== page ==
Expiry date on a jar of peanut butter

Crisis Plans Can’t Be Time Capsules

April 12, 2022

A friend of mine just returned to his office for the first time in more than two years. It was exactly how he left it – albeit cleaner – when he abruptly left work on a Thursday afternoon in March 2020 to retrieve his sick kid from school.

He stayed home with the kiddo Friday.

The world shut down on Monday.

“It’s amazing what I thought was important on that Thursday,” he told me. “The things I was working on, the issues I was worried about, the people I needed to call … it was like opening a time capsule to another life.”

His white board was frozen – the deadlines and milestones of a long-canceled project now permanently affixed to its surface. A post-it note reminded him that he needed to call someone who was no longer with the company. A file folder was left open to his hand-scratched notes on an agenda for a meeting he no longer remembered. A motivational slogan hung at a slight angle on his corkboard – it had been superseded by a new slogan, unveiled during an all-hands video call in mid-2021.

He said he saw papers and post-its and reminders for things long lost, either fallen victim to the pandemic’s upheaval or simply erased by the passage of time.

“It was surreal,” he said. “A lot of it was familiar, and yet almost none of it was relevant anymore. It’s like I was taking over for someone else who never cleaned up their office.” He said it took him several days to get reoriented to his own office and get on to the tasks that he needed to do.

Time capsules can be enlightening. They reveal who we were, what we cared about and how we worked. No one would expect a time capsule to guide who they are, what they care about today and how they should conduct themselves.

But too many times, we’ve seen crisis plans that were time capsules. They include people who no longer hold those roles or, worse, no longer work for the company. Corporate values and statements have been reworded or replaced. Contingencies and risks have evolved or become moot. Whole divisions of the company have since been spun off or sold, while new product lines and markets were not integrated into the plan.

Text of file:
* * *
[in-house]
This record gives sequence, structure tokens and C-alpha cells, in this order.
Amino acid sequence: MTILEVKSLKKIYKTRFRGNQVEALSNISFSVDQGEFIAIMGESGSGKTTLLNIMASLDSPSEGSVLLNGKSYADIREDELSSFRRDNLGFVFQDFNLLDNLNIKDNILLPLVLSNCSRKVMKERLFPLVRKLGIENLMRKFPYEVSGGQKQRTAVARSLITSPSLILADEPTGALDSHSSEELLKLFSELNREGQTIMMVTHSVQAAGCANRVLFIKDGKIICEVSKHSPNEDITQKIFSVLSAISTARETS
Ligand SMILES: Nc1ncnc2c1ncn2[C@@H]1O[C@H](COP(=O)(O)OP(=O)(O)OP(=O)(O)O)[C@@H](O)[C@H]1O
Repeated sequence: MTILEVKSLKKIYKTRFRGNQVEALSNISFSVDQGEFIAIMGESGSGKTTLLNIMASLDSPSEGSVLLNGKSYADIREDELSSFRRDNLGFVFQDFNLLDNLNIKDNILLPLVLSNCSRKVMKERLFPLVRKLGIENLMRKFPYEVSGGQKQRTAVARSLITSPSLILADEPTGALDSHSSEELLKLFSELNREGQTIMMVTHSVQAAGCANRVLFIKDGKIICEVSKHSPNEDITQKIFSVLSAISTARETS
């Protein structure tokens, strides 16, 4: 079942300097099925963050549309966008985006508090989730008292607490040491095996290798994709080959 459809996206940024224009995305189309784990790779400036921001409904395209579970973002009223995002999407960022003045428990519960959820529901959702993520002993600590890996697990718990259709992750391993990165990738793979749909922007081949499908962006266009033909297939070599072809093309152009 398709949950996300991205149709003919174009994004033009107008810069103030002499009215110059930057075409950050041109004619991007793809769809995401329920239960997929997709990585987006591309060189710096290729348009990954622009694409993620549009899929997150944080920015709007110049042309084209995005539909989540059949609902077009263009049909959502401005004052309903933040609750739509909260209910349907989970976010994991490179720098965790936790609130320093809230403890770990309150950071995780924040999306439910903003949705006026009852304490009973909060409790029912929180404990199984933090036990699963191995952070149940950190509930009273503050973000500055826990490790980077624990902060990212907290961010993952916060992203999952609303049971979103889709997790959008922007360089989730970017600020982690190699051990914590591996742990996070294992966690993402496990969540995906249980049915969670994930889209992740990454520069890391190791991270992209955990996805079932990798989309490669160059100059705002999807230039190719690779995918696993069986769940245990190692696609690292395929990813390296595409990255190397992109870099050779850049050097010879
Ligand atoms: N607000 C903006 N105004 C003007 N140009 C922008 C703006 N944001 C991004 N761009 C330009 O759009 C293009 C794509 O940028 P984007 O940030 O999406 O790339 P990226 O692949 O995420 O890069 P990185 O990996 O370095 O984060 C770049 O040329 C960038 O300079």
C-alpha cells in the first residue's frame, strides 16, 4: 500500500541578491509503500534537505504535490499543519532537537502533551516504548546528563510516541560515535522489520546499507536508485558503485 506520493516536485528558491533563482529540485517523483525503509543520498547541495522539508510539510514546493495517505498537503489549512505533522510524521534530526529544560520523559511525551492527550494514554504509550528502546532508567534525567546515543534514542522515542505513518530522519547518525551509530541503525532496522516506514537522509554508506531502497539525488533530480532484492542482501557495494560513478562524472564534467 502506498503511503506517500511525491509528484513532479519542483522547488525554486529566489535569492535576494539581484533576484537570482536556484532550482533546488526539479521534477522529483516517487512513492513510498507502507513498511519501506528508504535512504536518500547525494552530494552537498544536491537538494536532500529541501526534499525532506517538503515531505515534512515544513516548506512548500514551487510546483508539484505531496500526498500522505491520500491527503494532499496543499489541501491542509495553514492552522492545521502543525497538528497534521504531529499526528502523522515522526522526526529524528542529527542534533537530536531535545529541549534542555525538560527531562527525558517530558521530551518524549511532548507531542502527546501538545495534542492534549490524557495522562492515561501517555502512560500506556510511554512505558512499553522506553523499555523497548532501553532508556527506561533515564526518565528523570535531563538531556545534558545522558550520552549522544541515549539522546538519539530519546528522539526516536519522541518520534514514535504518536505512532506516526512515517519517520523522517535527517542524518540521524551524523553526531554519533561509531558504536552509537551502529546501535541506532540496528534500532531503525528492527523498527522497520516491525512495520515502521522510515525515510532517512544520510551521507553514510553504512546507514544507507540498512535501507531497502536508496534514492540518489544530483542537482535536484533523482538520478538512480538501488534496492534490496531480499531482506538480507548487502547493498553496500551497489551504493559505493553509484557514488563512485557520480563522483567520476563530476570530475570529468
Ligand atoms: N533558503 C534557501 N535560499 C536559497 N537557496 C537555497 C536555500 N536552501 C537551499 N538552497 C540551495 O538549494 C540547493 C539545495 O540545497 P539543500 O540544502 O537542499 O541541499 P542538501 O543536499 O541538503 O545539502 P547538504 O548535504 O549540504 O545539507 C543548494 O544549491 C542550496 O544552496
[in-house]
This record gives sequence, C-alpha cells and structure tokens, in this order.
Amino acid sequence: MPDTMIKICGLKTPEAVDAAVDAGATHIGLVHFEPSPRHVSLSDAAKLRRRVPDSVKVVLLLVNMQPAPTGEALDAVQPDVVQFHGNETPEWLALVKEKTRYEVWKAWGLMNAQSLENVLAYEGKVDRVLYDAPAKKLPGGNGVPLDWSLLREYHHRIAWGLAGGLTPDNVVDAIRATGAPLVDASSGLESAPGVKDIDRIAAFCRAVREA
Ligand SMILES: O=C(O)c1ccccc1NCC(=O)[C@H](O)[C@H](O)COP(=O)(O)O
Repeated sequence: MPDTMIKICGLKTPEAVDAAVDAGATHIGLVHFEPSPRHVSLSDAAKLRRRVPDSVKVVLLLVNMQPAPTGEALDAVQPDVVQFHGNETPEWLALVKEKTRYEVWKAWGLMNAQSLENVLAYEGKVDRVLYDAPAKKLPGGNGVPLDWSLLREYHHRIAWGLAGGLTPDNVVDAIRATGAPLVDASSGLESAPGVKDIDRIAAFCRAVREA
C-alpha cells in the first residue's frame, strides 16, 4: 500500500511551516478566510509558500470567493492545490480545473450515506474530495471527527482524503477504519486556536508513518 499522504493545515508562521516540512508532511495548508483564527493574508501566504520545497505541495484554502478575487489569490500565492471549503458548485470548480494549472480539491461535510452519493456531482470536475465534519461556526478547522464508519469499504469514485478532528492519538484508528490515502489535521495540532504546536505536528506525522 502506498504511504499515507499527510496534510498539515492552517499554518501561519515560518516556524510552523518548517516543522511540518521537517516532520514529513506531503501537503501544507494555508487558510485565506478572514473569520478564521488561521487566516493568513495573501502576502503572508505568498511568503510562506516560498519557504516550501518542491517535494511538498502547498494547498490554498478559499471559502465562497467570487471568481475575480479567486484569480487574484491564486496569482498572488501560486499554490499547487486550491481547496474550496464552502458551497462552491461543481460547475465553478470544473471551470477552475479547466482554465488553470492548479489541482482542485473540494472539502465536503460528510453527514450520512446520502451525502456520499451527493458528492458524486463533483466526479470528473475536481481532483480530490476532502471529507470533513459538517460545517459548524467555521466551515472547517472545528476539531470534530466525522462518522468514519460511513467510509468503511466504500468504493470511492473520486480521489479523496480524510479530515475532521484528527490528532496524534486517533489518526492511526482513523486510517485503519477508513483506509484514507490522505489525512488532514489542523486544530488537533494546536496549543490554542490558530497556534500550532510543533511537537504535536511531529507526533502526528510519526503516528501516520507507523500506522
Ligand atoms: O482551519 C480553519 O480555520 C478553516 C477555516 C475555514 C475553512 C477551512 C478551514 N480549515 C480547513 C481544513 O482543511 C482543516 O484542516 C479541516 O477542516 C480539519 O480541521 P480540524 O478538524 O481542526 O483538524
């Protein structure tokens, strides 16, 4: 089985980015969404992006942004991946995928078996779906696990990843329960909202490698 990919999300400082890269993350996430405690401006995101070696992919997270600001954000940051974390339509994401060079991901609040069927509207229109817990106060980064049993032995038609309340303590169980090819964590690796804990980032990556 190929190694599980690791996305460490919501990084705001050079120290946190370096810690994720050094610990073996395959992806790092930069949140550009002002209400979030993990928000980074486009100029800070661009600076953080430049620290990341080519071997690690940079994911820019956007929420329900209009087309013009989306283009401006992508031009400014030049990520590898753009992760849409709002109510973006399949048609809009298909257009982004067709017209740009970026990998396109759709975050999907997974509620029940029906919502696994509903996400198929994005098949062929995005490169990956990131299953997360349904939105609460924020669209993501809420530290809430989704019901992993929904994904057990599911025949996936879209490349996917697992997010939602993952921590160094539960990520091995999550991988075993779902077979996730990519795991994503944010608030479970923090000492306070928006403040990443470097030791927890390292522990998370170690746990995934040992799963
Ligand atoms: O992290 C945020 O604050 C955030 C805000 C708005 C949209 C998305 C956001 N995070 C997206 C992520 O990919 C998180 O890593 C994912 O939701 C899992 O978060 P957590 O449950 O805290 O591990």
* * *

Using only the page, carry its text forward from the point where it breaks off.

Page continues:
When a crisis strikes, opening that plan can be like returning to your office after a two-year hiatus.

You see things that are at once familiar and foreign, important and irrelevant, accurate and no longer the case. Instead of jumping right into crisis response, you instead have to reassemble the plan to meet today’s needs. New contact information is needed. New people need to be added to the approval process. New branding needs to be incorporated.

If opening your crisis plan leaves you as disoriented as my friend returning to his office, then the speed of your organization’s response will suffer. Because speed is the key differentiator between good and great crisis response, disorientation automatically reduces the effectiveness of your response.

How to keep your crisis plan fresh

So, don’t want until a crisis to reopen that time capsule called your crisis response plan. Pull it off the shelf, blow the dust off of it, refamiliarize yourself with it and then ask yourself:

  • Are the people still correct? Is their contact information still accurate?
  • Is the organizational structure still correct? Are there any new business units or departments or VPs that aren’t included but should be?
  • Is the branding still correct? Are the corporate slogans and standard responses – your holding statements – still accurate?
  • Are your risks still an accurate reflection of what your organization may face? Have there been any changes in the organization or its business (e.g., new products, new markets) that create new risks? 
  • Have you considered social risks? Does your organization’s plan provide the process and guidance for weighing in on social issues?

If your plan passes all of these questions, then congratulations – you’re not going to waste a lot of time trying to solve these issues during a crisis. 

If your plan is deficient or inaccurate, then update it, and then schedule regular updates going forward. Replacing one time capsule with another will ultimately slow down your crisis response, especially as your organization and the risks it faces keep evolving.

The need to implement your crisis plan can be as disorienting as walking back into an office you haven’t seen in years. Make sure it’s ready for you when you get there. And if you need help, particularly if your plan has no contingencies for social risk, then give us a call or drop us an email. We can help get that time capsule up to date.

Filed under: Blog | Crisis Planning

Jeff Blaylock

Jeff is an experienced strategic communications and public affairs professional who has advised organizations through challenging media and political environments, public affairs campaigns, reputation management, message development and crises.